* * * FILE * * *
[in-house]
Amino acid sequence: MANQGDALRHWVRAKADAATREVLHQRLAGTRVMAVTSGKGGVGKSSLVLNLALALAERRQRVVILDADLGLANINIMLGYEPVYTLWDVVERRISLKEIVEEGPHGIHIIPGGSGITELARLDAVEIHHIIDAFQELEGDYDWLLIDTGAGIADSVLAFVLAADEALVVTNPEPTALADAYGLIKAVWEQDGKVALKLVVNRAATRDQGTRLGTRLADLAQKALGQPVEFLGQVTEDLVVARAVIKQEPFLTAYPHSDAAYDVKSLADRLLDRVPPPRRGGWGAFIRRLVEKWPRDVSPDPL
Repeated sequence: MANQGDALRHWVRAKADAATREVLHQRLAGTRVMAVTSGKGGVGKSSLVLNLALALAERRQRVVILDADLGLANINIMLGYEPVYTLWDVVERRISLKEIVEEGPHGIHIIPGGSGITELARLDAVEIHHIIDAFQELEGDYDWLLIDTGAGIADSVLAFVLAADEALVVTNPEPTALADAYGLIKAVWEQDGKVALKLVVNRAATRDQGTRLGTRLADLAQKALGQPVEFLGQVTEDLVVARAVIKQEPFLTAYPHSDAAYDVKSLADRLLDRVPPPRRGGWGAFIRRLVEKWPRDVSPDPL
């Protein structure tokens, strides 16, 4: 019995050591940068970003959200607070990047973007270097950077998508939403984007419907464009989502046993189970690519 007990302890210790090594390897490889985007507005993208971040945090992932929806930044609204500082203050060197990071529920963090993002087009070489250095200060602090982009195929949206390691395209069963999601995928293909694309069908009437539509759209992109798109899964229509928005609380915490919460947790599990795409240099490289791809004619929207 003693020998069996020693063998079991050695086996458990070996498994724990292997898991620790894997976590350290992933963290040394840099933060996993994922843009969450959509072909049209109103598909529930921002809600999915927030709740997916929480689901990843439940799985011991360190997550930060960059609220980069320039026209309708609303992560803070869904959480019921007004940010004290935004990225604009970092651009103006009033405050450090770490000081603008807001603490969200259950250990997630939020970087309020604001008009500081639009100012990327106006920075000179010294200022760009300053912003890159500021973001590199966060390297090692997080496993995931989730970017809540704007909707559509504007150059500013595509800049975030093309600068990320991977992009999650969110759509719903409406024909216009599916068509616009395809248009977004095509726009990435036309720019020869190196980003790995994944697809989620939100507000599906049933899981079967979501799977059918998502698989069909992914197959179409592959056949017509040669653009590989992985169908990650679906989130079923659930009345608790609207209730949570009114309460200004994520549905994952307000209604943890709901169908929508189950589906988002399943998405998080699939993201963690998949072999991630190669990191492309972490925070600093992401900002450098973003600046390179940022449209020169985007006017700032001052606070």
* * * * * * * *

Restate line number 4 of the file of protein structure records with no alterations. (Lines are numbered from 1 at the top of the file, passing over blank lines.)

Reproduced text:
């Protein structure tokens, strides 16, 4: 019995050591940068970003959200607070990047973007270097950077998508939403984007419907464009989502046993189970690519 007990302890210790090594390897490889985007507005993208971040945090992932929806930044609204500082203050060197990071529920963090993002087009070489250095200060602090982009195929949206390691395209069963999601995928293909694309069908009437539509759209992109798109899964229509928005609380915490919460947790599990795409240099490289791809004619929207 003693020998069996020693063998079991050695086996458990070996498994724990292997898991620790894997976590350290992933963290040394840099933060996993994922843009969450959509072909049209109103598909529930921002809600999915927030709740997916929480689901990843439940799985011991360190997550930060960059609220980069320039026209309708609303992560803070869904959480019921007004940010004290935004990225604009970092651009103006009033405050450090770490000081603008807001603490969200259950250990997630939020970087309020604001008009500081639009100012990327106006920075000179010294200022760009300053912003890159500021973001590199966060390297090692997080496993995931989730970017809540704007909707559509504007150059500013595509800049975030093309600068990320991977992009999650969110759509719903409406024909216009599916068509616009395809248009977004095509726009990435036309720019020869190196980003790995994944697809989620939100507000599906049933899981079967979501799977059918998502698989069909992914197959179409592959056949017509040669653009590989992985169908990650679906989130079923659930009345608790609207209730949570009114309460200004994520549905994952307000209604943890709901169908929508189950589906988002399943998405998080699939993201963690998949072999991630190669990191492309972490925070600093992401900002450098973003600046390179940022449209020169985007006017700032001052606070």